Like others from the gun industry, McGuigan did not back down. He stressed that Connecticut has an assault-weapons ban and that the guns used in the shooting that killed 20 students there were legally owned by the killer’s mother.

With regard to Maryland, McGuigan cited homicide statistics from 2011 that showed just two of nearly 400 killings statewide were committed with rifles that could be banned under O’Malley’s legislation. Outside the hearing, the crowd in an overflow room applauded at the response.

Jeffrey Reh, general counsel for firearm manufacturer Beretta, which has a plant in Accokeek, warned lawmakers that O’Malley’s bill, which outlaws 45 types of weapons and their knockoffs, could have a severe impact on the company’s business. He also said that because gun manufacturers in Maryland are required to register as firearm dealers, it’s unclear whether the company would still be allowed to export guns for sale in other states.

“We’re confronted with a state government that wants to ban the products we make,” Reh said. “Not surprisingly, we are concerned.”

And more women (and girls, too):
Hope Ingraham of Gaithersburg said she doesn’t own a gun but brought her 9-year-old daughter, Zahira, to the spectacle because she thinks that constitutional rights should not be infringed upon.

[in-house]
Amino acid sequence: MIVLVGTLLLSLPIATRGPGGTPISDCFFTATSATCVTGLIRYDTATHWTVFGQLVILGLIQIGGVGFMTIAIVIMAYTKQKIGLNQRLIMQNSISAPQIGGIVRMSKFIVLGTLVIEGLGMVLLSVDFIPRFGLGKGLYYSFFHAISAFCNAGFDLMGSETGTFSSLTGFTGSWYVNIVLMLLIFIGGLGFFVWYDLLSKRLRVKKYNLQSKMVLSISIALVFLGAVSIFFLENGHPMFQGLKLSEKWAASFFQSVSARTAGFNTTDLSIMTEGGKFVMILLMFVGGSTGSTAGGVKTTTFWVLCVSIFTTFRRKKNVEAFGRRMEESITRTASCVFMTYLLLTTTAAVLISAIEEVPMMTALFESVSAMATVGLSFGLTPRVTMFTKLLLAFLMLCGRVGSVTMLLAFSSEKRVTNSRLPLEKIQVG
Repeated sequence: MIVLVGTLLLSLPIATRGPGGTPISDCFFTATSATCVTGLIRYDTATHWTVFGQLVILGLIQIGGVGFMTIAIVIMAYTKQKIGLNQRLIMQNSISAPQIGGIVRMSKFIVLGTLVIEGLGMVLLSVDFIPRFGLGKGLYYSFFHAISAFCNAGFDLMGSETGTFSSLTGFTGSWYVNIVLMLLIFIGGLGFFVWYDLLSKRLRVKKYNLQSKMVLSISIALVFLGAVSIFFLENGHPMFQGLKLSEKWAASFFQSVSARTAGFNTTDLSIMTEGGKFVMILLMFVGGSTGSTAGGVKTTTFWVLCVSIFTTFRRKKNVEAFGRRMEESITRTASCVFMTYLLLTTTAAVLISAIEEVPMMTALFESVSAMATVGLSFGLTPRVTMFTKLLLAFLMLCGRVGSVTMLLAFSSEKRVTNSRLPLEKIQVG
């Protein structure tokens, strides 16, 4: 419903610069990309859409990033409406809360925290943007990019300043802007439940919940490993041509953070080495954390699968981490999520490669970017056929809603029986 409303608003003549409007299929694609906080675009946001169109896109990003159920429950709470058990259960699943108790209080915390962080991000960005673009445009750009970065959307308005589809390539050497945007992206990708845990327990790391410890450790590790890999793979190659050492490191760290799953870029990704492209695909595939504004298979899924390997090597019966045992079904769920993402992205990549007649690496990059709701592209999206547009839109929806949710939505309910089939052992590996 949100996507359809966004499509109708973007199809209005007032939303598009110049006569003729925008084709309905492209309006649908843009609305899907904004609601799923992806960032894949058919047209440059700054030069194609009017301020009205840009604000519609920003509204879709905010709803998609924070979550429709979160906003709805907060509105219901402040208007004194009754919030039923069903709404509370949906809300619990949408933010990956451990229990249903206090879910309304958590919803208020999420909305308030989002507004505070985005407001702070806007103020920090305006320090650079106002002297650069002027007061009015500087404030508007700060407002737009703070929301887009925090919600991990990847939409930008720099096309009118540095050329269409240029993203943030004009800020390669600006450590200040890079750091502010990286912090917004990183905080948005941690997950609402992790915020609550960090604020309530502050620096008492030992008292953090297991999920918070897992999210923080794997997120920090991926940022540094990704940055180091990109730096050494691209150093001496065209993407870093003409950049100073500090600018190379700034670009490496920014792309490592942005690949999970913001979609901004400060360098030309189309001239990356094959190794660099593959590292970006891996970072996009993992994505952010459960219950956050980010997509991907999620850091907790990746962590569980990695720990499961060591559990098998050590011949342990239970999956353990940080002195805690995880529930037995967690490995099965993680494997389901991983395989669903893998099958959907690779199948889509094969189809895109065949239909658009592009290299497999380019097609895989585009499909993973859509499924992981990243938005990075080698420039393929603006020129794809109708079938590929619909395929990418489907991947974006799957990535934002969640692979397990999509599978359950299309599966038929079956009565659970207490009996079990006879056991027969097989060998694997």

“I used to be really anti-gun until [Hurricane] Katrina and I watched all of that Superdome stuff,” she said, “and that’s when I realized — the government lacks the ability to protect us when we need it most.”

After six hours waiting to testify, Athena Andrzejewski of Ellicott City was told that she would not be called before the hearing would be adjourned at 9 p.m.

“I expected a big crowd but not this big,” Andrzejewski said. “I’m glad it’s this big. It means we’re not just going to take whatever comes. It means we are going to fight.”

Tuesday, February 5, 2013

I Felt A Great Disturbance In The Force... if a million gun-control advocates suddenly cried out in terror and were suddenly silenced.

The Washington Post published this opinion piece Tuesday night:

I don’t particularly like the AR-15, although it is one of the most popular rifles in the country. Three million have been sold, according to an NRA researcher. But to define it as an assault rifle because of how it looks — with a pistol grip, adjustable stock, flash suppressor and “high capacity” magazine — is silly.
You want to see a dangerous-looking gun, look at the one President Obama was photographed skeet shooting with at Camp David last summer. That shotgun of his was big enough to take down a woolly mammoth. When I pulled the trigger on the AR-15, one high-powered round came out. Maybe I hit something; maybe I didn’t. Obama can’t miss. He could clear a room with one double-barreled blast.
Why ban one and not the other? And once you start banning semiautomatics, where do you stop?
If gun control advocates were truly serious and not just well meaning, they’d be focusing a lot more on education and mental health. For instance, everybody knows that our children are being adversely affected by violent video games. So why aren’t schools deconstructing video games as part of the curriculum, explaining to students how the military uses these same war games to condition troops to kill without remorse? 

It just goes on and on like that. This piece is by one of WaPo's local opinion writers, Courtland Milloy.

Absolutely shocking that WaPo would publish something like this.